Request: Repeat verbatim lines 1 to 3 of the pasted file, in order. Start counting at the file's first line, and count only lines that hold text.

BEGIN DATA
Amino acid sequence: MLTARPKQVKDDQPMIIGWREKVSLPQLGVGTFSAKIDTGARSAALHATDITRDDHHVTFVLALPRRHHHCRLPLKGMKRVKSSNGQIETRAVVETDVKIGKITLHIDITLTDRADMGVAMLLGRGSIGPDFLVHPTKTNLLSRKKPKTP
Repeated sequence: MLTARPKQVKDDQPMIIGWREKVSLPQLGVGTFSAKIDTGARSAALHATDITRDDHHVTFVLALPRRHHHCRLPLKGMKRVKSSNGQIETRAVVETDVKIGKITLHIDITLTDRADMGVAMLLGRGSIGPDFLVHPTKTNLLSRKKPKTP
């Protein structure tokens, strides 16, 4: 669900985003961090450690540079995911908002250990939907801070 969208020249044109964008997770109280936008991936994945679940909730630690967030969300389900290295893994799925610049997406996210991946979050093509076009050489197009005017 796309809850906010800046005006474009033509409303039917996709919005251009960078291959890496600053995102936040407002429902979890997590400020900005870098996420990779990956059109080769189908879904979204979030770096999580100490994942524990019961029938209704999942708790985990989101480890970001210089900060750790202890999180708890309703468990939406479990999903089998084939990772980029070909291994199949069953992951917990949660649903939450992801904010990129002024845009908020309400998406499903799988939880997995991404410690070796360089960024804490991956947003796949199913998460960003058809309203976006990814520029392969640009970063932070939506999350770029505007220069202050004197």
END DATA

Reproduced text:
Amino acid sequence: MLTARPKQVKDDQPMIIGWREKVSLPQLGVGTFSAKIDTGARSAALHATDITRDDHHVTFVLALPRRHHHCRLPLKGMKRVKSSNGQIETRAVVETDVKIGKITLHIDITLTDRADMGVAMLLGRGSIGPDFLVHPTKTNLLSRKKPKTP
Repeated sequence: MLTARPKQVKDDQPMIIGWREKVSLPQLGVGTFSAKIDTGARSAALHATDITRDDHHVTFVLALPRRHHHCRLPLKGMKRVKSSNGQIETRAVVETDVKIGKITLHIDITLTDRADMGVAMLLGRGSIGPDFLVHPTKTNLLSRKKPKTP
């Protein structure tokens, strides 16, 4: 669900985003961090450690540079995911908002250990939907801070 969208020249044109964008997770109280936008991936994945679940909730630690967030969300389900290295893994799925610049997406996210991946979050093509076009050489197009005017 796309809850906010800046005006474009033509409303039917996709919005251009960078291959890496600053995102936040407002429902979890997590400020900005870098996420990779990956059109080769189908879904979204979030770096999580100490994942524990019961029938209704999942708790985990989101480890970001210089900060750790202890999180708890309703468990939406479990999903089998084939990772980029070909291994199949069953992951917990949660649903939450992801904010990129002024845009908020309400998406499903799988939880997995991404410690070796360089960024804490991956947003796949199913998460960003058809309203976006990814520029392969640009970063932070939506999350770029505007220069202050004197």